Global Shipping – One of the Last ‘Wild West’ Frontiers

WindwardShipping activity across the world’s oceans is the lifeblood of the global economy, transporting billions of tons of goods annually and facilitating global commodity flows of oil, coal, grains and metals. Vessel activity is also of critical importance to Intelligence and Security agencies worldwide, as criminal and terrorist activity has become increasingly global and borderless.

And yet, the oceans remain one of the last ‘wild west’ frontiers, with limited visibility on what ships are actually doing once they leave port. AIS data, the most widely used data on ship activity worldwide, underlies decisions from Finance to Intelligence, but the data is unreliable and increasingly manipulated by the very ships it seeks to track.

And this trend is growing, fast, with little-understood and far-reaching implications worldwide.

AIS data, used routinely by decision makers across industries, is widely perceived as a reliable source of information on ship activity worldwide. Massive financial investments and critical operational decisions are based on this data.

New research from Windward reveals that AIS data has critical vulnerabilities when used to track ships, an ‘off label’ use of the system. The data is increasingly manipulated by ships that seek to conceal their identity, location or destination for economic gain or to sail under the security radar.

Manipulation practices are varied, according to Windward’s research, and range from Identity Fraud, to Obscuring Destinations, ‘Going Dark,’ Manipulating GPS, and ‘Spoofing’ AIS. Ships that manipulate AIS undermine not only their own data, but the entire maritime global picture — once some of the data is corrupt, all data is suspect.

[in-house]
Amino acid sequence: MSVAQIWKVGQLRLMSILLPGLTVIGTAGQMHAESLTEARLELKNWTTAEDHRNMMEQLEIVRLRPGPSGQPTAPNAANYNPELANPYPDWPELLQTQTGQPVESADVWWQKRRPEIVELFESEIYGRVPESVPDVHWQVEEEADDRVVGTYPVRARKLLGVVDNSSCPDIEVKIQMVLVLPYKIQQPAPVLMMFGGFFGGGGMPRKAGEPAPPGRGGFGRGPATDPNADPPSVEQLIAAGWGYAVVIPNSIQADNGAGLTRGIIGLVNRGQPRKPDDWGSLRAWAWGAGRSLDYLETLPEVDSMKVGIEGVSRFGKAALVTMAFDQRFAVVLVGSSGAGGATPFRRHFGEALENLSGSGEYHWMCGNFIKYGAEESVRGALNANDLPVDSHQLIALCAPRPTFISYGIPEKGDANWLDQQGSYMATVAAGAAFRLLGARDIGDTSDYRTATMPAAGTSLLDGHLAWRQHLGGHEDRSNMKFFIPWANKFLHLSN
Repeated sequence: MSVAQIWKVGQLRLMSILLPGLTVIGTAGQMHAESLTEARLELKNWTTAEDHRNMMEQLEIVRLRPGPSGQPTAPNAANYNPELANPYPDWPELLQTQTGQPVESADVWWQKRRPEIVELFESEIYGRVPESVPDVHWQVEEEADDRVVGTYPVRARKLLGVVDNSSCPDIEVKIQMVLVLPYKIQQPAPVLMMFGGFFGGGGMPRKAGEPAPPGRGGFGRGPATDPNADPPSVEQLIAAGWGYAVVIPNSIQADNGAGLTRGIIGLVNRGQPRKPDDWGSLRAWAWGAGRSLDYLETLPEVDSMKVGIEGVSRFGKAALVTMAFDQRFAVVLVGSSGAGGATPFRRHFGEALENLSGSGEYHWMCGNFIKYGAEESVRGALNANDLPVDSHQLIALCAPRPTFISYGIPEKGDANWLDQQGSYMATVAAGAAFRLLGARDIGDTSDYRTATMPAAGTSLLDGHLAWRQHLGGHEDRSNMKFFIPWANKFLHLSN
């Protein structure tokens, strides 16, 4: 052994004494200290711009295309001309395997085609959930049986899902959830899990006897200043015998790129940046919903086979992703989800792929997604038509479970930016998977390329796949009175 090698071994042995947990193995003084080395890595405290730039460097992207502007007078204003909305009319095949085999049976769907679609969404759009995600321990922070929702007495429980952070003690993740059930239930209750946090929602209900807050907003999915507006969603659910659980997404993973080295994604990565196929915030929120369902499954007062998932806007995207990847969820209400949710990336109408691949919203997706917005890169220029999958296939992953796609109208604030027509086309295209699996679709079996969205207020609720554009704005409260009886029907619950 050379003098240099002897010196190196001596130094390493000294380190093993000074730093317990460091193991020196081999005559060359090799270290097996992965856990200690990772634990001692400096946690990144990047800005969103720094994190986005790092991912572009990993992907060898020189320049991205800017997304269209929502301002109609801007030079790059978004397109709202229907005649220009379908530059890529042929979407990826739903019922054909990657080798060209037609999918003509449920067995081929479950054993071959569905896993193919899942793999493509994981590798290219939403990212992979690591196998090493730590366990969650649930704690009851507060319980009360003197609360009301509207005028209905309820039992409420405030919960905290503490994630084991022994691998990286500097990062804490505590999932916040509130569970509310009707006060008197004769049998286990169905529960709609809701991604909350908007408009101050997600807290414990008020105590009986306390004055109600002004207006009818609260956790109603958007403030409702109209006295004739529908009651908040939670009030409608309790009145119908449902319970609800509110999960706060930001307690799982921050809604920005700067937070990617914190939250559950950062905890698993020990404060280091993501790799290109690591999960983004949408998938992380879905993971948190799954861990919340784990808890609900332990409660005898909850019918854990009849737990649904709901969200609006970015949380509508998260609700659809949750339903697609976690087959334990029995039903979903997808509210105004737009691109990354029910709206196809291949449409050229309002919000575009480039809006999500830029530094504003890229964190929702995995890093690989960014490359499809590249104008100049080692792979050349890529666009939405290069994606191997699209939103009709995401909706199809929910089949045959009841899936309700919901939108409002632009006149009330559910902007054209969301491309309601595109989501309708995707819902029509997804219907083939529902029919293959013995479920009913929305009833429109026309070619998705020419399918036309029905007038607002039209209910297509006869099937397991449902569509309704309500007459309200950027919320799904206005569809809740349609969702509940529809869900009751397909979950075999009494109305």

If this kind of manipulation is occurring on ships, consider the impact of ‘cargoes/substances’ on board ‘ghost ships’. You can find the Windward Research paper “Analysis of the Magnitude and Implications of Growing Data Manipulation at Sea” as well as a poignant infographic on their website, by clicking the hyperlinks. Source: Windward.eu

Related article

Chinese ports show potential ….. and Durban too

2012 World's Container Ports With Most Potential (Mercator)

2012 World’s Container Ports With Most Potential (Mercator)

According to the Shanghai International Shipping Institute’s (SISI) ‘Global Port Development Report 2012’, rapid growth in throughput has been pushing Chinese ports up the global ranking in terms of development potential.

The report also revealed that throughput in China’s ports was stable, with a growth rate of around 3% to 10%, affected by the worsening economic environment, growth in international shipping and a decrease in trade volume.

But, with global economic, trade and shipping centres moving eastward, some small and medium sized ports have recorded double digit growth (over 20% in some cases). As a result, Chinese ports, including Hong Kong, have taken up five positions among SISI’s Top 10 2012 World’s Most Potential Container Ports, nine positions among the Top 20 global container ports and 13 positions among the Top 20 global ports in terms of cargo throughput.

The report says that European ports are likely to see a return in stability, with a limited growth of less than 3%, while American and African ports may see some growth in throughput following the slow recovery of international trade volume and stronger cargo handling capacity.

Upgrades and Downgrades

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The global shortage of intermodal shipping containers is making the companies that lease them rich. In a year that will probably go down as the worst in shipping history, a small group of companies is making a fortune. These are the companies that buy and then lease to major shipping lines the humble “box,” or intermodal shipping container. You know, those ugly rust- or gray-colored containers that sit atop 18-wheelers and block your view of the road and cause massive congestion and beaucoup emissions? And I bet you can’t name a single one of these companies. I couldn’t, until I started researching this article. They’re not exactly household names, but they should be for any investor worth his or her salt. Read the full article here! Source: The Maritime Executive